HEAP OF LIVIN’: Memoirs From the Mountains of Southern California

HEAP OF LIVIN': Memoirs From the Mountains of Southern CaliforniaBy Dolores Mckenzie Atmore Gentry
Transcribed by Eloise A. Richer and Bonnie Ketterl Kane

Mrs. Gentry writes the true story of three generations of her family, the wagon train from Texas to the homestead on Tejon Ranch in Southern California. At age fifteen, she unknowingly marries the leader of an outlaw gang of cowboys and is left to prove up his desert claim. For years her only friends are the Joshua trees and a cowboy at a neighboring ranch. (prose & poetry) .

8½ X 11, black & white illustrated paperback, 397 pages, $21



We are so fortunate that Glenn “Bucky” Alzola was willing to share with future generations these stories written by his grandmother, Dolores McKenzie Atmore Gentry. Eloise Richer took on the difficult task of transcribing Mrs. Gentry’s hand written notebooks onto the computer. In the process she was quite amazed to find that one-third of what as written was in prose and two-thirds in poetry. Because the text was apparently written at different times, there was duplication of the stories in the prose and poetry. Bonnie Kane then spent many months incorporating the poetry into the prose where applicable and putting all in a more chronological order.

Shortly after the first 300 pages were completed another McKenzie family descendent, Louise Ralphs Hagler, came forth with another 150 pages of her great Aunt Dora’s handwritten text – all of which was then incorporated into this epic story.

For the most part the text, spelling and punctuation has been left as Mrs. Gentry wrote it, except that a great number of quotation marks were added to make the text more understandable. Many of Dolores’ misspellings, or separation of words which are really one word, have been marked with a “~” symbol and many more just left as is. Most of the photos used are from Dolores’ collection unless otherwise noted.

Dora Gentry, as she was more commonly known in later years, was bom Dolores Isabell McKenzie in 1888. The story she has written begins with how her grandmother Laurissa left Texas, continues with the marriage of her parents, takes the reader through the many life experiences Dolores shares from childhood to womanhood, and most interestingly tells of her days married to the leader of a “gang” of cowboys. The stories she tells give us excellent insight into life in areas south of Bakersfield on the Tejon Ranch, the Tejon Indian reservation, at Fort Tejon, in Gorman, the Antelope Valley, at Willow Springs, in Lancaster, Tehachapi, the Santa Clara Valley and even in Los Angeles; all taking place from the 1860’s to the 1960’s.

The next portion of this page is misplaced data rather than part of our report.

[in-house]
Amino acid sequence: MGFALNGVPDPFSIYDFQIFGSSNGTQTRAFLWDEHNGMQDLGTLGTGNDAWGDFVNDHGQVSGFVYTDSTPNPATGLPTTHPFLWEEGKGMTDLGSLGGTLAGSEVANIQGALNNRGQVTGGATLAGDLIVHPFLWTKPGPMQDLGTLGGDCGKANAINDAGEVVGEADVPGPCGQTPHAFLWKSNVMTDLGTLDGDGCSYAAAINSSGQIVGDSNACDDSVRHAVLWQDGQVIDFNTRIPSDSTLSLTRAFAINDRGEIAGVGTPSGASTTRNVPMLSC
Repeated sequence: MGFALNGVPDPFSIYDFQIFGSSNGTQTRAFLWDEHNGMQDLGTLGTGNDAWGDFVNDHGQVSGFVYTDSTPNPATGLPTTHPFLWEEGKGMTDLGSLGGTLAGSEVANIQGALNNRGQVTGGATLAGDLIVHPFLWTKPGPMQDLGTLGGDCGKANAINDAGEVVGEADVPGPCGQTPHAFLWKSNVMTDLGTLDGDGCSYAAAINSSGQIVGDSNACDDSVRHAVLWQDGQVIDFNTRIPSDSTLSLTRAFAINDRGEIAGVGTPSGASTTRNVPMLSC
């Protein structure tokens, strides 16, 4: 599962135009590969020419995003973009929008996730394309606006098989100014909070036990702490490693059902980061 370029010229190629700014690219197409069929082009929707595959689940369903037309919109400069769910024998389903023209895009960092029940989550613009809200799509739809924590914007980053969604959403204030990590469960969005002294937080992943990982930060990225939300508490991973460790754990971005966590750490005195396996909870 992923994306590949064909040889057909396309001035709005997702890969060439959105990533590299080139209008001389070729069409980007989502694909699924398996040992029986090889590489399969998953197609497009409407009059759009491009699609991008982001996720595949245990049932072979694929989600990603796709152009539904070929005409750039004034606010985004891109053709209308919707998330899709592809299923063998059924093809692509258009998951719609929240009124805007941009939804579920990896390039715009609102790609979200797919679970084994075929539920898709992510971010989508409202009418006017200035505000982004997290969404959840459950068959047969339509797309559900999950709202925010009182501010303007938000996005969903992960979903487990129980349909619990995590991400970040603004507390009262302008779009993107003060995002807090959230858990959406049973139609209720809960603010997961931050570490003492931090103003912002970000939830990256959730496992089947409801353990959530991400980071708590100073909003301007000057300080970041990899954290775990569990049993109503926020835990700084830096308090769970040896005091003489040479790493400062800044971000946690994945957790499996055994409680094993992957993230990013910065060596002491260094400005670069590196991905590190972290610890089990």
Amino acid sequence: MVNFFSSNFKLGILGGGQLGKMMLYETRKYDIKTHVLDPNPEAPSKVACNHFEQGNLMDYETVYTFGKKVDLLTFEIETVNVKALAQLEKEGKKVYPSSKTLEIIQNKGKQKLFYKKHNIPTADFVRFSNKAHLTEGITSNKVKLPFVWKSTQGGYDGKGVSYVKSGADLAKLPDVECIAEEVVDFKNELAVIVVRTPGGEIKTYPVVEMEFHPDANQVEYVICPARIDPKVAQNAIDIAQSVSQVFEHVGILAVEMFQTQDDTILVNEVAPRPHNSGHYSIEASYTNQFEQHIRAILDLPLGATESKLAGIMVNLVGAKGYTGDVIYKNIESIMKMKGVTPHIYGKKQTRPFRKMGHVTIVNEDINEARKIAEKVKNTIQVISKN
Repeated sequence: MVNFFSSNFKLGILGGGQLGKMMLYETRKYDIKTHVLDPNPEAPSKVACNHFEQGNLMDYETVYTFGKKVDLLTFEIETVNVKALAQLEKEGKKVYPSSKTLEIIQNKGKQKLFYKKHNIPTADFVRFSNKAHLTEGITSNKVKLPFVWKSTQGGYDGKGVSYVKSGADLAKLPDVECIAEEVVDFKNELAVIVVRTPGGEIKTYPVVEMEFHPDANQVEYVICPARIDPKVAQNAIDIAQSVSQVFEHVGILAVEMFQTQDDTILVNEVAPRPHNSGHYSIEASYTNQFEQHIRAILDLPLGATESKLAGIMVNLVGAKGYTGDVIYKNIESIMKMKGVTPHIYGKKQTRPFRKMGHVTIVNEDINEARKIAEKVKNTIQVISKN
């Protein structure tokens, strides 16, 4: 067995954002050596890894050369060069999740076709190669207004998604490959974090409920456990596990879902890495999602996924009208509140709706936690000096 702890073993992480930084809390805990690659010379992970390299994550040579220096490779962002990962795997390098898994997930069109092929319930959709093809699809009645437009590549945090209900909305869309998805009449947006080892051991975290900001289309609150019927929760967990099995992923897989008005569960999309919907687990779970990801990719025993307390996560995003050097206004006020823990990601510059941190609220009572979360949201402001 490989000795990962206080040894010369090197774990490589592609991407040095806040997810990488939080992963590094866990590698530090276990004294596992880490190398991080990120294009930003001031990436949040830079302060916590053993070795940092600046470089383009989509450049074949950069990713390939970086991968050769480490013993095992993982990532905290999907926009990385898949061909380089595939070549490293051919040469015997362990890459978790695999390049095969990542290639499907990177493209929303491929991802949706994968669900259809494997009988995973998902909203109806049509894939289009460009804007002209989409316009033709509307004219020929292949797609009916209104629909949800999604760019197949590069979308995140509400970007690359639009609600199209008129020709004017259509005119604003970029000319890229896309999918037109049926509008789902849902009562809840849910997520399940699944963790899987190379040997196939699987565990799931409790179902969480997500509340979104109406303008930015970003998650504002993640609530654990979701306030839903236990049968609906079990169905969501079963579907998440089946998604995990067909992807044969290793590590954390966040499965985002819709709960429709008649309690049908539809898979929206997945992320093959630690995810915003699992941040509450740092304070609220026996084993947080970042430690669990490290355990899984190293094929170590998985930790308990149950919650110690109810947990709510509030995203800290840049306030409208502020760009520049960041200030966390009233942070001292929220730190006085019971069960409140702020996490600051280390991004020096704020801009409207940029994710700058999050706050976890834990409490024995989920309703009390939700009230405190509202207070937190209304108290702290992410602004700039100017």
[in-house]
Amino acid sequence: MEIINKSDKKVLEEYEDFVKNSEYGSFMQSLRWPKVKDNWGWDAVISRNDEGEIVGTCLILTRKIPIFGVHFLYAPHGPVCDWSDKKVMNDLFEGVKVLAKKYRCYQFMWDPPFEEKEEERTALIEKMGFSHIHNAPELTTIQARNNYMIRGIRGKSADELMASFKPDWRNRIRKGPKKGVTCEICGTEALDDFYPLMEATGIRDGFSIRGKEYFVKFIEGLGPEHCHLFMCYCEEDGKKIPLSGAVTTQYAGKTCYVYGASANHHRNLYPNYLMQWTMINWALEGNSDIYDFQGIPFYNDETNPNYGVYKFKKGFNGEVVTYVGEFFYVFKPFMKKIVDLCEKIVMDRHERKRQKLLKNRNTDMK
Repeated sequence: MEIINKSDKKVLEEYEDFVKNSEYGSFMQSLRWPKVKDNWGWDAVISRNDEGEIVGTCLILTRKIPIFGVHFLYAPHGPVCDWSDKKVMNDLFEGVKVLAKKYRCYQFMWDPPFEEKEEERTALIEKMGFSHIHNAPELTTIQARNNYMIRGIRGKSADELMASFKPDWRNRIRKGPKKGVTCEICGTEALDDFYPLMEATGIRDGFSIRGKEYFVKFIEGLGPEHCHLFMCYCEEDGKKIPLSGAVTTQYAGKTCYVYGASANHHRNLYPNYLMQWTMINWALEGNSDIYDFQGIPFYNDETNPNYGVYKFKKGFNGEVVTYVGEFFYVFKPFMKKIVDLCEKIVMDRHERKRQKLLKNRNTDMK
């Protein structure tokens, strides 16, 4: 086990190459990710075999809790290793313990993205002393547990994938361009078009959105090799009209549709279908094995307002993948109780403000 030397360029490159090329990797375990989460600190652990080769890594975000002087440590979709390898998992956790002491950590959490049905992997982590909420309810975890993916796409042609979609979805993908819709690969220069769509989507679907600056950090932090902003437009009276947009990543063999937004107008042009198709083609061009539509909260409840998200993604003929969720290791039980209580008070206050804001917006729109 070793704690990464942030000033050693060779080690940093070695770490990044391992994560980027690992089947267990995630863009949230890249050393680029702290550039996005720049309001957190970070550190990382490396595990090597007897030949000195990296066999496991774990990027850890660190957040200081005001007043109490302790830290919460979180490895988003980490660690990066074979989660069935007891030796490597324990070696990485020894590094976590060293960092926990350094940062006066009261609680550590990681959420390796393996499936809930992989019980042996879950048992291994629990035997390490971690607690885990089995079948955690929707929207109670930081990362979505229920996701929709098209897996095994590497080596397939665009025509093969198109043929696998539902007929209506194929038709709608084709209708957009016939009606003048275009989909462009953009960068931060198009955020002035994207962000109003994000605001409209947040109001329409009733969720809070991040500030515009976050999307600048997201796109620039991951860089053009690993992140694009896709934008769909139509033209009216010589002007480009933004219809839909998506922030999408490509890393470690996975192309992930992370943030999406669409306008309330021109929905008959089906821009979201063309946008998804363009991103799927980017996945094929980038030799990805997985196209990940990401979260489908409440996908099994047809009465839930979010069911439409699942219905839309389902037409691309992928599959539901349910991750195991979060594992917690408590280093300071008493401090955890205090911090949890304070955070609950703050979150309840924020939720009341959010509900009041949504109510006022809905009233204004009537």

It is thought that Dolores was in her seventies when she decided to write down the many stories she had so often heard as well as those that she experienced.




All day long the sun had crept slowly over the Texas prairie untill- at last it dropped suddenly from sight beyond a smoky horizon. As Laurissa stood in the door way of a one room cabin, she thought the sun looked like a big red apple, tossed in to a sea of purple wine sauce. The sound of her own voice sounded strange to her as she spoke out loud,”there’s nary a hill lookin- west, a body can see might nigh to Californie- I reckon.”

For the past three weeks there had been no one for Laurissa to speak to and always a silent person, some days she would forget to speak at all. An almanac hung on the wall, and each day as the sun set Laurissa would draw a line across the date. As she turned from watching the sun set, she was glad she knew her numbers although she could neither read or write “To day is March 16 – 1863, makes three weeks since Bird rode away.”

Never before had he left her for so long a time, always when he rode to the settlement for supplies, he would return on the fourth day: Laurissa knew Bird (her brother) was only eighteen, and no doubt lonely for young company, but after the second week went by she knew something serious had delayed him. She picked the year old baby from the floor and fed her some mashed beans, and a small helping of dried apricots. Sister Ellen had sent Laurissa a flour sack of dried apricots Xmas, and they had been worth their weight in gold.

Laurissa had not been back to the settlement for six years., She was just fifteen when she married Henry Miller, a tall handsome young cowboy and they had moved their cattle forty miles out from the settlement, a place named Sun(?) down in centeral- Texas.Togeather- they built a one roomed house, a barn big enough for two saddle horses and a pack mule, and fenced in about an acre around the buildings. To the east, south and west, the praire- lay perfectly flat., but just back of the cabin to the north there were a few low hills. Miller had built at the foot of the largest hill because he had found a small spring there. By the time Laurissa was eighteen she was the mother of a boy and girl.